The Vikings in Scotland and Ireland

The Downpatrick Cross in County Down, Northern Ireland. Photograph by Fiona Edmonds.

 
 

Politics: The Hiberno-Norse World

Although the term ‘Vikings’ might be associated with the Scandinavian homelands from which these raiders and traders originated, after the first half of the ninth century it is likely that most of those who partook in Viking activity in the British Isles and Ireland were in fact permanent residents of those islands. As the above timeline shows, there are records of permanently settled populations of Scandinavian origin in Dublin as early as 849. For the rest of the Viking Age, these permanent residents developed a distinct culture which is often referred to for convenience as Hiberno-Norse. The Hiberno-Norse (or ‘Ostmen’, in some older scholarship) resided in trading towns and on farms scattered around the coasts of the Irish Sea, from coastal Ireland to the Western Isles and western coastline of Scotland. During the Viking period, these lands coalesced into a polity frequently referred to as the Kingdom of the Isles. Although Dublin may have been considered part of this kingdom for some or all of the latter’s existence, the primary power centre of the kingdom was located on the Isle of Man. This island, which prior to the Viking Age had already exhibited a mix of Gaelic and Brittonic culture, now developed a distinctly multicultural identity, in which Gaelic and Norse bilingualism can be attested on inscribed stones and may have been commonplace. After the Viking Age this kingdom survived for another two hundred years under the nominal overlordship of the king of Norway until the latter ceded it to Scotland in 1266.

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A Manx cross-slab, with Norse runes, preserved in Kirk Andreas, Isle of Man. Photograph by Ben Allport.

Ireland

Prior to the Viking Age, the political landscape of Ireland broadly resembled that of Anglo-Saxon England; numerous kingdoms and ruling dynasties vied for power, often striving to gain the submission of their neighbours and be regarded as the High King of Ireland. Viking incursions had a similarly disruptive effect on local politics, redrawing political boundaries and forging new rivalries and allegiances. Unlike in Anglo-Saxon England, however, there was never an equivalent full-scale invasion of Ireland by a Viking army and no single Irish dynasty able to exploit the disruption to create a unified kingdom in the same way that the dynasty of Alfred the Great was. Instead, from as early as the mid-ninth century, Viking chieftains in Ireland were integrated into the machinations of Irish polities, either being employed as mercenaries by local kings wishing to further their aims or contending with their neighbours as rulers in their own right. The growth of Hiberno-Norse towns—Waterford, Wexford, Cork and Limerick and particularly Dublin—also changed the nature of Irish politics. Control of the towns, whether direct or through alliances with their Viking rulers, gave Irish kings access to considerable wealth and resources. It is therefore unsurprising that Dublin was increasingly drawn into Irish royal competition for the High Kingship in the late tenth century. Canny rulers of Dublin, such as Olaf Cuaran, became adept at playing the field, frequently switching their alliances to attempt to gain the greatest advantage; occasionally this backfired, however, as occasional sieges of Dublin indicate. Nevertheless, Hiberno-Norse Dublin demonstrated its ability to prevail as an entity in Irish politics, even maintaining its independence after the Battle of Clontarf, albeit with reduced power.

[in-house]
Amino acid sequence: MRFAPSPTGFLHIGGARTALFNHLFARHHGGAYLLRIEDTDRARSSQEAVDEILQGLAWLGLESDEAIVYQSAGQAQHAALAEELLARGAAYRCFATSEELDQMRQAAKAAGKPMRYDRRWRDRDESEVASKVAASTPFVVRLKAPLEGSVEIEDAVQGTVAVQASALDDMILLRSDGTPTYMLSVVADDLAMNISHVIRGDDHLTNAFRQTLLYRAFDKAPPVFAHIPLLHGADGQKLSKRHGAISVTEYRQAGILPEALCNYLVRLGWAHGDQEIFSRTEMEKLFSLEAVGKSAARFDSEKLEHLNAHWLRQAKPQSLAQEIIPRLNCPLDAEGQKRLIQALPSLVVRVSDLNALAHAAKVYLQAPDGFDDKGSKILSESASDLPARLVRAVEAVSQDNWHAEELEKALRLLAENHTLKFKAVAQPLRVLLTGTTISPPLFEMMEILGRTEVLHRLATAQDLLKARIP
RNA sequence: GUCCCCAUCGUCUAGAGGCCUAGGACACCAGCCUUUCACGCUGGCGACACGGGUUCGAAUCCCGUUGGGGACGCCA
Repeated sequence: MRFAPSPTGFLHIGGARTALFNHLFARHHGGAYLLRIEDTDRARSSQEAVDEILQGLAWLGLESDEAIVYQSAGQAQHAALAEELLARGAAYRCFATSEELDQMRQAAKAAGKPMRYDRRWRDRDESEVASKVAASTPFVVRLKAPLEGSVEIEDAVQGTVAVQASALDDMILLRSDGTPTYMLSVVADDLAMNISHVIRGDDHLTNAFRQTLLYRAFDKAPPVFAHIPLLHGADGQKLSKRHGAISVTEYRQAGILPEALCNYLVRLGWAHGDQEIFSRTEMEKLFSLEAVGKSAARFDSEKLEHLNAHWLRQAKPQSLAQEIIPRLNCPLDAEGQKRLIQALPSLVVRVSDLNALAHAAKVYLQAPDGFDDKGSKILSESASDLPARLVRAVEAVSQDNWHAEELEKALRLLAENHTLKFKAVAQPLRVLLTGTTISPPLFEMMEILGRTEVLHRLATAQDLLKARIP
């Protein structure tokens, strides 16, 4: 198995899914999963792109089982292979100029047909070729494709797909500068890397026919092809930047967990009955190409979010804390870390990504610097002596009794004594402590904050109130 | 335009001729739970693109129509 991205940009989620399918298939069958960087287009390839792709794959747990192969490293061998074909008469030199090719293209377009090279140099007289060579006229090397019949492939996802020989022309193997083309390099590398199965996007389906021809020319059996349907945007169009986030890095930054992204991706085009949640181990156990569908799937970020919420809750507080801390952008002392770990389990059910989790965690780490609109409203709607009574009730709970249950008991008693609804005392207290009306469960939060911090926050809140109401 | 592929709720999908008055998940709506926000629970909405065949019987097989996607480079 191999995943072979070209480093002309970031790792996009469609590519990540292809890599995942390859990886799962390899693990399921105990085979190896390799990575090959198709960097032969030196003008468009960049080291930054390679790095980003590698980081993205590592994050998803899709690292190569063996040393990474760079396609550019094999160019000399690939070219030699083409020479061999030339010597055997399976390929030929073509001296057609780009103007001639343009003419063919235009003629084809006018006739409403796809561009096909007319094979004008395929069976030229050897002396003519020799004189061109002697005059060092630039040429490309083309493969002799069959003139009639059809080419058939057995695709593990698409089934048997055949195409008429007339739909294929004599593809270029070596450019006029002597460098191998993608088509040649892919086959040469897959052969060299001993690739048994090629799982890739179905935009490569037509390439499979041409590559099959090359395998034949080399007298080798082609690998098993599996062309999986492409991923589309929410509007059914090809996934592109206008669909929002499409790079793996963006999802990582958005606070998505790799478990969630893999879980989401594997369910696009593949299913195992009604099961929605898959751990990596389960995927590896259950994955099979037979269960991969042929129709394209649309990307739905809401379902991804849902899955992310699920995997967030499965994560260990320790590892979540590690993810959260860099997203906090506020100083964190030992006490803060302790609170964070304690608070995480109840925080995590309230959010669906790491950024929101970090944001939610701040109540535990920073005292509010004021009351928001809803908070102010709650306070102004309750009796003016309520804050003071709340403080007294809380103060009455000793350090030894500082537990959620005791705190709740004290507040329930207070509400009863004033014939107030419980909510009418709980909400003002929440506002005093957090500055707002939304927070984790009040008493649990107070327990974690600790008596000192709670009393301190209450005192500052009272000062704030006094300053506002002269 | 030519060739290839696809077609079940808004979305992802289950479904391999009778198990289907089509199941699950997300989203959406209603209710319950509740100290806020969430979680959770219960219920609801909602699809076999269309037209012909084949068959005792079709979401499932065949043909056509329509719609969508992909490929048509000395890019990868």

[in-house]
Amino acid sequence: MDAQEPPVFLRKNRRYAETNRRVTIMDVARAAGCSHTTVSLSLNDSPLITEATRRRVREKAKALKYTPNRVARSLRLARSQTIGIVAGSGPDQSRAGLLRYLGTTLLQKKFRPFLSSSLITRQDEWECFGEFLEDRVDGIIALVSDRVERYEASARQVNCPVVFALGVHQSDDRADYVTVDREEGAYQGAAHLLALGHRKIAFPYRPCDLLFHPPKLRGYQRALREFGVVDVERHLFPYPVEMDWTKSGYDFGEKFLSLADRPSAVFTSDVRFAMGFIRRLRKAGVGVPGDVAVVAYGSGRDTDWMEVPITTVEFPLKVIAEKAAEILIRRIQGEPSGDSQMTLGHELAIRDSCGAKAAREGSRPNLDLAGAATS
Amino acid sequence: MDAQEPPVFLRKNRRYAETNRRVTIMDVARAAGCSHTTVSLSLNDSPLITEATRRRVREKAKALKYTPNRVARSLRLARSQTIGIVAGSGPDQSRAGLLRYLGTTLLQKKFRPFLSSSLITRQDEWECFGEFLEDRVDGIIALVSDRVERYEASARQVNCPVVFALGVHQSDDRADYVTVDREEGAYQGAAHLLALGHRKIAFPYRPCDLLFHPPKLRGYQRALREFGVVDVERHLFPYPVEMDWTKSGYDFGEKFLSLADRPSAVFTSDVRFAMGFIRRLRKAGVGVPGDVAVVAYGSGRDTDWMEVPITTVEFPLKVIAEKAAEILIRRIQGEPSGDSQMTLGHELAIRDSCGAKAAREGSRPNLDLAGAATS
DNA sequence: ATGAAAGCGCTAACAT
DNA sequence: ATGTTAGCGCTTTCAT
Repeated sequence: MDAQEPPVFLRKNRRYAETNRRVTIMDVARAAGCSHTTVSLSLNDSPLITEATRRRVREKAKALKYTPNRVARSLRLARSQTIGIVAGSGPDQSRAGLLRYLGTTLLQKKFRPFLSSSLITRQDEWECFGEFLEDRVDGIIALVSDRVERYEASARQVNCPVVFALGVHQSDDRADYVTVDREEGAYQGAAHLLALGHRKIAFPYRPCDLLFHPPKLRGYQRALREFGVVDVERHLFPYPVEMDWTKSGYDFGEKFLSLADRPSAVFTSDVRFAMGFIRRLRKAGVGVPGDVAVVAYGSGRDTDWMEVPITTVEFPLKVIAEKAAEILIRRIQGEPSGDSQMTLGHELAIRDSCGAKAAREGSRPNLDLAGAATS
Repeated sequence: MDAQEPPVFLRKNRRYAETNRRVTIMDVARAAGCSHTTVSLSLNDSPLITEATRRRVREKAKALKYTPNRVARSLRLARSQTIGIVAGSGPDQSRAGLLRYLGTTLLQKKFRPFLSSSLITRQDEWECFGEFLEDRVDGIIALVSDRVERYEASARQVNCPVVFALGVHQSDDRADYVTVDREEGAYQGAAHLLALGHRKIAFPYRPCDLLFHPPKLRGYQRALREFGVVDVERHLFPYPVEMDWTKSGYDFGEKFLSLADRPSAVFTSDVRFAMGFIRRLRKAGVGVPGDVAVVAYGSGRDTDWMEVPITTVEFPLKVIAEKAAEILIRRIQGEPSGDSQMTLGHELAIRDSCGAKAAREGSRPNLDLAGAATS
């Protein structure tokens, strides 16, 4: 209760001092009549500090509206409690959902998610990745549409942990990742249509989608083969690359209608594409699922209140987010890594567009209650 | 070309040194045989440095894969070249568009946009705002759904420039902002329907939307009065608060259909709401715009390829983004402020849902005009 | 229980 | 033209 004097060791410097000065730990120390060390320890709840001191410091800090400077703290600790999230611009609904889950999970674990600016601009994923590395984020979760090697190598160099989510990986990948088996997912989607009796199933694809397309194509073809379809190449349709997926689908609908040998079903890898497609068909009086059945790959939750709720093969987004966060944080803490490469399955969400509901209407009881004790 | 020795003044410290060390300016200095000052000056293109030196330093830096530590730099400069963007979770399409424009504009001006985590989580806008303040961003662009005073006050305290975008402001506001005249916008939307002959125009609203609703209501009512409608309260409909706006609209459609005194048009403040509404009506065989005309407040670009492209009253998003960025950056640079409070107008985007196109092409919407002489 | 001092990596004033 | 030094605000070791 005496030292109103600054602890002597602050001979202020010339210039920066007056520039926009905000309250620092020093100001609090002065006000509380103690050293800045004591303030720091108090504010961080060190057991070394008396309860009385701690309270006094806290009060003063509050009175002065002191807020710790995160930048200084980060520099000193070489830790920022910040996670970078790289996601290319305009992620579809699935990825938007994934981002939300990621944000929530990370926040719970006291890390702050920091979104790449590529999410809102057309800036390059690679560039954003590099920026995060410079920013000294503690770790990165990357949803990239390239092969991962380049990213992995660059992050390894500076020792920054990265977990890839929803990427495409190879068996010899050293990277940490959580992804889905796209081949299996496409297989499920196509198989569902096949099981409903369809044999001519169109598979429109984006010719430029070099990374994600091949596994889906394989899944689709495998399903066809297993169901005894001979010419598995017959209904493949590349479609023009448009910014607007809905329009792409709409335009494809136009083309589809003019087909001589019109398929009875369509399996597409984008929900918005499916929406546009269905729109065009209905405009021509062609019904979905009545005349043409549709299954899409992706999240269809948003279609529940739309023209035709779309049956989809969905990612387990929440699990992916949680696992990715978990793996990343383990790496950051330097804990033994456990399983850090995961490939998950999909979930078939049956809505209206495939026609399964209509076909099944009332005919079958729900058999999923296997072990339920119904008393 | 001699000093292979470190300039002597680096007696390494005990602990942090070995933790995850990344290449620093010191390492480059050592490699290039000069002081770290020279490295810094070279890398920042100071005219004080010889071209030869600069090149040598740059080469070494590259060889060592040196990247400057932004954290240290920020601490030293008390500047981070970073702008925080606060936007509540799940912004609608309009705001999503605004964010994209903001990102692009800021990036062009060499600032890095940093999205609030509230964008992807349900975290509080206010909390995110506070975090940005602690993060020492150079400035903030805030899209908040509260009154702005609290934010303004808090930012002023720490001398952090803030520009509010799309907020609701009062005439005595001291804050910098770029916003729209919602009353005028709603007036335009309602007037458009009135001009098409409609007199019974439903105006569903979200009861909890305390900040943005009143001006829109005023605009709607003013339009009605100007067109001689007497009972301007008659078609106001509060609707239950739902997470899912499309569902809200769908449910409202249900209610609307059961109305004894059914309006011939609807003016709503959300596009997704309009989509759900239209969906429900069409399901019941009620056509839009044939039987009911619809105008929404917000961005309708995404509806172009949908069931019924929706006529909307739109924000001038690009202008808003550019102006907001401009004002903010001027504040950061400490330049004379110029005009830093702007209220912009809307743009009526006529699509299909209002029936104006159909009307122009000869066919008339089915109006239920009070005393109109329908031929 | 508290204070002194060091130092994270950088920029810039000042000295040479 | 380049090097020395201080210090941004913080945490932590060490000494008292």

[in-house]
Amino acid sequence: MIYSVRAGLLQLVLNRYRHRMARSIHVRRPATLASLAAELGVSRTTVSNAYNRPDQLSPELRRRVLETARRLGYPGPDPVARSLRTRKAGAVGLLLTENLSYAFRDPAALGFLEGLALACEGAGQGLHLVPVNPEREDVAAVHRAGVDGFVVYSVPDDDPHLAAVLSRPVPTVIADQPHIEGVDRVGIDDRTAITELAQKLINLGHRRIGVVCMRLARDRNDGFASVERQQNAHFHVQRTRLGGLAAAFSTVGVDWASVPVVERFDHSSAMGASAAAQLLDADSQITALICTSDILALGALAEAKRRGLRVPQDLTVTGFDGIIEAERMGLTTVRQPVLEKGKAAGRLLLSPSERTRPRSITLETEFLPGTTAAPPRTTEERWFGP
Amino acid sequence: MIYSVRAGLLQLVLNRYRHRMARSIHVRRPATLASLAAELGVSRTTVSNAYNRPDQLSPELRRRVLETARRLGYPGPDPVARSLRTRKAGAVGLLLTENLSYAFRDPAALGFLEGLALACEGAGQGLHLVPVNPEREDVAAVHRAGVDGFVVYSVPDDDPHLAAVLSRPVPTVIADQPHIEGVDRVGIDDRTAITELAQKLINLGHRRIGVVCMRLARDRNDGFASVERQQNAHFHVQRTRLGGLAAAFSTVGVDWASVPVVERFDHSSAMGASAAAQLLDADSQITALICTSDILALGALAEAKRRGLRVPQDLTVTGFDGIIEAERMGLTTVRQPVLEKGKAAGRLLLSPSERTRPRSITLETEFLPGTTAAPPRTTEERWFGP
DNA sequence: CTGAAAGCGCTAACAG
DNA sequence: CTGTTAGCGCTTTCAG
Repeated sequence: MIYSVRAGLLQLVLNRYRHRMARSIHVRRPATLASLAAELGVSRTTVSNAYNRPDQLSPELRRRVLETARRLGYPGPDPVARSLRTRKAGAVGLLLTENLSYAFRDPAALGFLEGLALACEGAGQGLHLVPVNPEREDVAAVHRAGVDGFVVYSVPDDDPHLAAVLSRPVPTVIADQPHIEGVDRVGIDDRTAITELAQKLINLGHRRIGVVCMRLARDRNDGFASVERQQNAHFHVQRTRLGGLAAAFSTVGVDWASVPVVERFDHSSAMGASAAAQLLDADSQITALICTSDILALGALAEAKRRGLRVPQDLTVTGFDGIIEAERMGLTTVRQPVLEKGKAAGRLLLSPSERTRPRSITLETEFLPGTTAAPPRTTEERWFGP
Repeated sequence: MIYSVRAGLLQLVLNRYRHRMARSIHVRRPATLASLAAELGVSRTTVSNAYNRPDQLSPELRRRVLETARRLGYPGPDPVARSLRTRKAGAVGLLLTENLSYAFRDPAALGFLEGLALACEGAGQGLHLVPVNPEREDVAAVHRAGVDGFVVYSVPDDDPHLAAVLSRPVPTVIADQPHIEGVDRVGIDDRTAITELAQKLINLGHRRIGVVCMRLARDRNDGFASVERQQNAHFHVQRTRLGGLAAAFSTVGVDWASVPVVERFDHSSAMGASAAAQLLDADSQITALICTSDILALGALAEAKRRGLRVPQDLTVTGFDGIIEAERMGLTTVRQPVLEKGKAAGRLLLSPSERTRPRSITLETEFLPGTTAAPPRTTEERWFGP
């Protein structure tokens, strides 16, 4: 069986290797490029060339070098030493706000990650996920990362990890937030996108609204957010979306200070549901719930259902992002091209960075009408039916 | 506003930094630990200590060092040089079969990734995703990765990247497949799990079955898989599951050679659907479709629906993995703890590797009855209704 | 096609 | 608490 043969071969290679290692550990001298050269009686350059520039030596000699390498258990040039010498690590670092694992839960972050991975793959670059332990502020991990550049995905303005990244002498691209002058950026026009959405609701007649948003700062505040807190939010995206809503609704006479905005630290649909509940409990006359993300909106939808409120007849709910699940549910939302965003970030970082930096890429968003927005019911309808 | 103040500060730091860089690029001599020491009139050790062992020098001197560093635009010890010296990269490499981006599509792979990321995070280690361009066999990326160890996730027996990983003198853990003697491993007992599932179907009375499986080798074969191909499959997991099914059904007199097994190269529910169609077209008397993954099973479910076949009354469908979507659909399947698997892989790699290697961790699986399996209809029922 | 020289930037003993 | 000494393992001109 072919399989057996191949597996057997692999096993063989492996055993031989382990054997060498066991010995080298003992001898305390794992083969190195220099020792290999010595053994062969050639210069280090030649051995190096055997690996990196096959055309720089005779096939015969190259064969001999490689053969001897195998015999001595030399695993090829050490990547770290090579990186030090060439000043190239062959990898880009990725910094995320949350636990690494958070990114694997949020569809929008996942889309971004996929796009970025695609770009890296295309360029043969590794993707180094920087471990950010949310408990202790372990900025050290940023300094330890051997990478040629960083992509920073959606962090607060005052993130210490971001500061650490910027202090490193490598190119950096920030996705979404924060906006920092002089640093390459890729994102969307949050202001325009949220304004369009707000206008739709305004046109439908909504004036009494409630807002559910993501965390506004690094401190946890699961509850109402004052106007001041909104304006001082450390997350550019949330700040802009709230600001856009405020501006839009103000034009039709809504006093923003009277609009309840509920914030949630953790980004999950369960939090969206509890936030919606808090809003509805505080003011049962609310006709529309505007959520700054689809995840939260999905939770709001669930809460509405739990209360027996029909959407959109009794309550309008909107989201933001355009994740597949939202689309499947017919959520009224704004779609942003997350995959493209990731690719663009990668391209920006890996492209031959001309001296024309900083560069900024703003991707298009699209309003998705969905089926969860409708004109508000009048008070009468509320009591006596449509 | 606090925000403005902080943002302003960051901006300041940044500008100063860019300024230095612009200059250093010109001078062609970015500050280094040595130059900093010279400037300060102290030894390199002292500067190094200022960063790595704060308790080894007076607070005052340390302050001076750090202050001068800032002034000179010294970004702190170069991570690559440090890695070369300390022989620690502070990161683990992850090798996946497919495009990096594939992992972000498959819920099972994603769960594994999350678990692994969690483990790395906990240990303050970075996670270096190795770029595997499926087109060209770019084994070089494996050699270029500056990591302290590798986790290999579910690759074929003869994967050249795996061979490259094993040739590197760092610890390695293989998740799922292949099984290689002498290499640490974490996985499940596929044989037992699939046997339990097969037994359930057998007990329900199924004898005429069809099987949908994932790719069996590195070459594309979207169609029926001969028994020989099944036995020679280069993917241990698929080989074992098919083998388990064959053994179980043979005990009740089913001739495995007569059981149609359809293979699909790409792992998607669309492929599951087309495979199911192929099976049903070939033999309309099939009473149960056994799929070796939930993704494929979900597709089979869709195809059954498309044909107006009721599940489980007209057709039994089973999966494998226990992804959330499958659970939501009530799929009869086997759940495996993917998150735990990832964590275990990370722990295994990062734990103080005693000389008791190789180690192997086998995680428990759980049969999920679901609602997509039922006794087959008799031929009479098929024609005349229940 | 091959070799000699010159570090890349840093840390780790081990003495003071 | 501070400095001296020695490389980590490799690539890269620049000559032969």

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Image sourced from Wikimedia Commons.

Scotland